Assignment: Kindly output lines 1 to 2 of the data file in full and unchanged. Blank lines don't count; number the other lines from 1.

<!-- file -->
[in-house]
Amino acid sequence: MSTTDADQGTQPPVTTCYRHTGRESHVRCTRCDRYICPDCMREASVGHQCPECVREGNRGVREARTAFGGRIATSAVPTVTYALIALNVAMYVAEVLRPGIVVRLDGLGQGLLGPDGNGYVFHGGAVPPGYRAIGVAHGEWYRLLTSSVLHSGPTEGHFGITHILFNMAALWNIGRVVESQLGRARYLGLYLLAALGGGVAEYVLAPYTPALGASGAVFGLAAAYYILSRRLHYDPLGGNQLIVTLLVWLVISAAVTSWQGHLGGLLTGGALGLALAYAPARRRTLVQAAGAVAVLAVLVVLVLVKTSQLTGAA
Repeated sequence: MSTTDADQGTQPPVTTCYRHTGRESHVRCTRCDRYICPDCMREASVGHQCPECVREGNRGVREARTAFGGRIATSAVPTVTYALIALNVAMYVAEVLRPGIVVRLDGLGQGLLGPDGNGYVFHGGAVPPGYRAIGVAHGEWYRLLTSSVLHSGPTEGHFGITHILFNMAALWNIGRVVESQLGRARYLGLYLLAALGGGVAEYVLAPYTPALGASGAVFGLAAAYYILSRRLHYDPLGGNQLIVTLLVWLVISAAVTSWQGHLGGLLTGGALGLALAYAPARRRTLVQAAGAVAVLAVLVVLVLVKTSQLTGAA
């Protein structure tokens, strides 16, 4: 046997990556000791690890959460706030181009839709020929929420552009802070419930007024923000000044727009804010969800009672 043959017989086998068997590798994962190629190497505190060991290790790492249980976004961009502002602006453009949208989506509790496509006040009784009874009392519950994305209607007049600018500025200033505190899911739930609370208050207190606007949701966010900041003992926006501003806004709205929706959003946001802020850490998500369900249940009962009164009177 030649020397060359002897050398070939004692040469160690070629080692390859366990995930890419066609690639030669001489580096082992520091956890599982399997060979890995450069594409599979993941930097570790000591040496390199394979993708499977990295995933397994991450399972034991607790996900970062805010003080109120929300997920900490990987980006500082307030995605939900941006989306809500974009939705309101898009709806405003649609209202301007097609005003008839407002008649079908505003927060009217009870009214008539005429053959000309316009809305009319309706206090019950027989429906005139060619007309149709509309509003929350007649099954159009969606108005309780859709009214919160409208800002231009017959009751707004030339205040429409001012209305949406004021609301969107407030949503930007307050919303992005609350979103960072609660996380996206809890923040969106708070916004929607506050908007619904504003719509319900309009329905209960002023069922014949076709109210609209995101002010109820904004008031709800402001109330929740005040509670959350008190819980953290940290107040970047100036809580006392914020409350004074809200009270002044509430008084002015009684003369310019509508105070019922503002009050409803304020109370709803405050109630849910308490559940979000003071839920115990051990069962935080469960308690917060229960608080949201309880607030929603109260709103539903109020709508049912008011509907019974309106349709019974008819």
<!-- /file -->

[in-house]
Amino acid sequence: MSTTDADQGTQPPVTTCYRHTGRESHVRCTRCDRYICPDCMREASVGHQCPECVREGNRGVREARTAFGGRIATSAVPTVTYALIALNVAMYVAEVLRPGIVVRLDGLGQGLLGPDGNGYVFHGGAVPPGYRAIGVAHGEWYRLLTSSVLHSGPTEGHFGITHILFNMAALWNIGRVVESQLGRARYLGLYLLAALGGGVAEYVLAPYTPALGASGAVFGLAAAYYILSRRLHYDPLGGNQLIVTLLVWLVISAAVTSWQGHLGGLLTGGALGLALAYAPARRRTLVQAAGAVAVLAVLVVLVLVKTSQLTGAA